Ja Du is a Filipino transgender person – or at least they say they are. In a case reminiscent of Rachel Dolezal, a white woman who claimed to be an African-American, Ja Du is white.
Ja Du was born with the name Adam and while the article uses male pronouns, it is unclear which pronouns they prefer currently. We have used gender neutral pronouns to describe Ja Du.
“Whenever I’m around the music, around the food, I feel like I’m in my own skin,” Ja Du said. “I’d watch the history channel sometimes for hours you know whenever it came to that and you know nothing else intrigued me more but things about Filipino culture.”
The news station turned to Dr. Stacey Scheckner, a psychologist who works with transgender people, for some insights into Ja Du’s case and others like him.
“If someone feels that they feel at home with a certain religion, a certain race, a certain culture, I think that if that’s who they really feel inside life is about finding out who you are. The more knowledge you have of yourself, the happier you can be,” she said. “And, as long as it’s not hurting yourself or anyone else, I don’t see a problem with that.”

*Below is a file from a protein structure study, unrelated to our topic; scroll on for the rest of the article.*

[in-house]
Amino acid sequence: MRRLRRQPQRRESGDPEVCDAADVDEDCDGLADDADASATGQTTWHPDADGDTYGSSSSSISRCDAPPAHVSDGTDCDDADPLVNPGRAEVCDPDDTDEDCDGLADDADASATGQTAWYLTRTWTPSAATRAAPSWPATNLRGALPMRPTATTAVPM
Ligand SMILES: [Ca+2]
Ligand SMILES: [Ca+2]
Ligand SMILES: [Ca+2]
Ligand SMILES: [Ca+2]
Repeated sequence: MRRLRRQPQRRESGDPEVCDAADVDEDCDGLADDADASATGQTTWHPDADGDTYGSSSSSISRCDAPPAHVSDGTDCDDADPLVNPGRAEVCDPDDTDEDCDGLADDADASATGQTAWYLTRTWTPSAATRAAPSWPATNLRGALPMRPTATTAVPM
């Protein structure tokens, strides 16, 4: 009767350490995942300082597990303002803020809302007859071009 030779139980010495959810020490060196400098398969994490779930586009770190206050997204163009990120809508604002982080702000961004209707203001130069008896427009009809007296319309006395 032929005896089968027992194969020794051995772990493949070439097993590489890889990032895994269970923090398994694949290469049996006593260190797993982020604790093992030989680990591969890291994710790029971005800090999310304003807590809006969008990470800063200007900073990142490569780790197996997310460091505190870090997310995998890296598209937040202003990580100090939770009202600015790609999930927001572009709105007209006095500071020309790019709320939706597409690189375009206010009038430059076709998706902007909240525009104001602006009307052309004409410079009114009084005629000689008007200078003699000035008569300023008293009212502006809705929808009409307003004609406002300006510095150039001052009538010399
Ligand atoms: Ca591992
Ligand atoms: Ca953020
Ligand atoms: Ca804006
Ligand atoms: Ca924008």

Ja Du has told their family that they are transgender, but hasn’t told them about being transracial, fearing they will laugh.
“If that’s who they are and they want to celebrate it and enjoy it, then you have to think what harm is it doing? All they want to do is throw themselves into that culture and celebrate it,” Dr. Schneckner told WTSP. “I think before we get offended, we need to take a step back and think about what is the harm.”
Dolezal was exposed as white while serving as president of the Spokane, Washington chapter of the NAACP. Dolezal used makeup and traditionally black hairstyles to portray herself as an African-American instead of a white ally.